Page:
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Re: make -t and directories

From: Alejandro Colomar
Subject: Re: make -t and directories
Date: Sat, 11 Mar 2023 16:41:42 +0100
User-agent: Mozilla/5.0 (X11; Linux x86_64; rv:102.0) Gecko/20100101 Thunderbird/102.8.0

Hi Paul,

On 3/11/23 15:20, Paul Smith wrote:
> On Sat, 2023-03-11 at 01:54 +0100, Alejandro Colomar wrote:
>> Let's say I have a build tree that has directories which are created
>> during build.  The build system has some linters in a `lint` target,
>> which touches files when it succeeds.  When I want to lint only a
>> specific file, it's interesting to convince make(1) to touch all
>> files, and then touch the source file I want to lint; a subsequent
>> make(1) invocation will only lint the file I want.
> To me that seems like not a good solution.  TBH I've never really
> understood the use-case for the -t flag.  But basically what you're
> saying here is that you're willing to rebuild your entire source tree
> from scratch (because you've touched all the sources) just to run lint
> on a specific file you want.  That doesn't seem like a good trade-off
> to me.

For my own stuff, I don't do that.  However, for contributors, it's
interesting.  Since the man-pages tree triggers a lot of warnings in
the recently-added linters, it would be very noisy for contributors to
run it on the entire tree.  However, I don't want to add new warnings,
so I want them to run the linters on the pages they touch.

For that, I have the following recommendation in the CONTRIBUTING file:

       If you plan to patch a manual page, consider running the linters
       configured in the build system, to make sure your change doesn't add
       new warnings.  However, you might still get warnings that are not your
       fault.  To minimize that, do the following steps:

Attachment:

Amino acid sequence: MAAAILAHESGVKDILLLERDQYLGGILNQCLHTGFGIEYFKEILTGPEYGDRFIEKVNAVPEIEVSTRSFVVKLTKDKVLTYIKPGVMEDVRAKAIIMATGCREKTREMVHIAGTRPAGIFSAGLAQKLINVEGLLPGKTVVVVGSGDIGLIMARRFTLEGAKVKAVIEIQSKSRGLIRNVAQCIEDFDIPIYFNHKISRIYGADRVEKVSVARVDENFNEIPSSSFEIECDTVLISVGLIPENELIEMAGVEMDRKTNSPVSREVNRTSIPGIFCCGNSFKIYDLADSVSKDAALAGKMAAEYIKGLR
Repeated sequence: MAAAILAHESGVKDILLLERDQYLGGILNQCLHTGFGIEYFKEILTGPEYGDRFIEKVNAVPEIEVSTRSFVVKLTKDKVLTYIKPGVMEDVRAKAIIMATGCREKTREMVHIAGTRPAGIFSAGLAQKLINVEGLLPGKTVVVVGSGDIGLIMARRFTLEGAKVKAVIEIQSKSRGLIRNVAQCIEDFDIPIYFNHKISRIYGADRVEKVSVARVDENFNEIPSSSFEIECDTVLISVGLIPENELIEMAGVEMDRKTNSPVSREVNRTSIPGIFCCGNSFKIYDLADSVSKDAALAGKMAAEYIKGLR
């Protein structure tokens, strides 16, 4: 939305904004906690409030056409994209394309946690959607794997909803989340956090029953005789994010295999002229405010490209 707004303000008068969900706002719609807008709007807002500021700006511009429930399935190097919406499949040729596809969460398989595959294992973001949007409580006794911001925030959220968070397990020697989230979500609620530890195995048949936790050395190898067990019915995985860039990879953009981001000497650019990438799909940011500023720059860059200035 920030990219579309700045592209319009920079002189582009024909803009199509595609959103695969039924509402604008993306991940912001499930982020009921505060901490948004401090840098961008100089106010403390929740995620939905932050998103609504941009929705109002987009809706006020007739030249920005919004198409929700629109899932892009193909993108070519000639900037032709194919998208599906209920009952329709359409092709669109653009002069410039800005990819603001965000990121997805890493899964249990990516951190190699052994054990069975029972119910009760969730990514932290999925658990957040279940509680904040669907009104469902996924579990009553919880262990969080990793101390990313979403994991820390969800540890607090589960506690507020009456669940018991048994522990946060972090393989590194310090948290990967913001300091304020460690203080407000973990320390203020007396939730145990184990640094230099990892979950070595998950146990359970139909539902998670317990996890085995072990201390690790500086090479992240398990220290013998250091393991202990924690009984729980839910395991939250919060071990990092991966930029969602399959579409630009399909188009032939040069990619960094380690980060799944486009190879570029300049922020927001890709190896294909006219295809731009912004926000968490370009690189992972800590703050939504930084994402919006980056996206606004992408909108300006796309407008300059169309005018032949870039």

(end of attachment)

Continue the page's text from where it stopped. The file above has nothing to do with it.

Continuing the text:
(1)  First use make(1)'s -t option, so that make(1) knows that it only
            needs to lint again pages that you will touch.

                $ make -t lint

       (2)  Touch the page that you'll edit, and run make(1) again, to see
            which warnings you'll still see from that page that are not your

                $ touch man2/membarrier.2  # replace by the page you'll modify
                $ make -k lint

       (3)  Apply your changes, and then run make(1) again.  You can ignore
            warnings that you saw in step (2), but if you see any new ones,
            please fix them if you know how, or at least note them in your
            patch email.

                $ vi man2/membarrier.2  # do your work
                $ make -k lint

Since contributors usually clone the repo freshly, or update it very
infrequently, they have the exact situation you mentioned.

> Why don't you just add a special target for linting a specific file:
>     lint-%:
>             <lint> $*
> and now if you want to run lint on foo.c you'd say "make lint-foo.c"?

I considered doing it, but it would be a lot of extra work in the Makefile.
Since I found a workaround with make -ij, I thought I don't really need
to do that extra work.  Also, it would make it even slower (a simple
`make clean` already takes 1.5 seconds).

$ time make clean V=1
RM -rf  tmp
rm -rf tmp

real    0m1.517s
user    0m1.130s
sys     0m0.446s

>> However, that only works if I've created all the directories, so I
>> need to run `make -ij lint && make -t lint`.
>> How about using `mkdir -p` instead of touch(1) for nonexistent files?
>> The effect would be the same, but it would allow such structures to
>> work with this feature.  I don't foresee big issues with it (I don't
>> imagine that some systems will depend on make -t creating regular
>> empty files).
> As Dmitry points out, that would be a disaster because lots of tools
> will overwrite existing files without any problem, but no tools will
> delete an existing directory.


> The right way to handle this is to prefix your lines that you want to
> be invoked even with -t, with a "+" operator.  That's one of the things
> it's for.

Didn't know about it :)

> From the GNU Make manual:
> https://www.gnu.org/software/make/manual/html_node/Instead-of-Execution.html
>> The ‘-n’, ‘-t’, and ‘-q’ options do not affect recipe lines that
>> begin with ‘+’ characters or contain the strings ‘$(MAKE)’ or
>> ‘${MAKE}’. Note that only the line containing the ‘+’ character or
>> the strings ‘$(MAKE)’ or ‘${MAKE}’ is run regardless of these
>> options. Other lines in the same rule are not run unless they too
>> begin with ‘+’ or contain ‘$(MAKE)’ or ‘${MAKE}’ (See How the MAKE
>> Variable Works.)
> Your example if you change your mkdir rule to:
>   dir:
>       +mkdir $@
> instead then you get:
>   $ make -t
>   mkdir dir
>   touch dir/file

Yup, it's exactly what I needed.


Thanks for your help!



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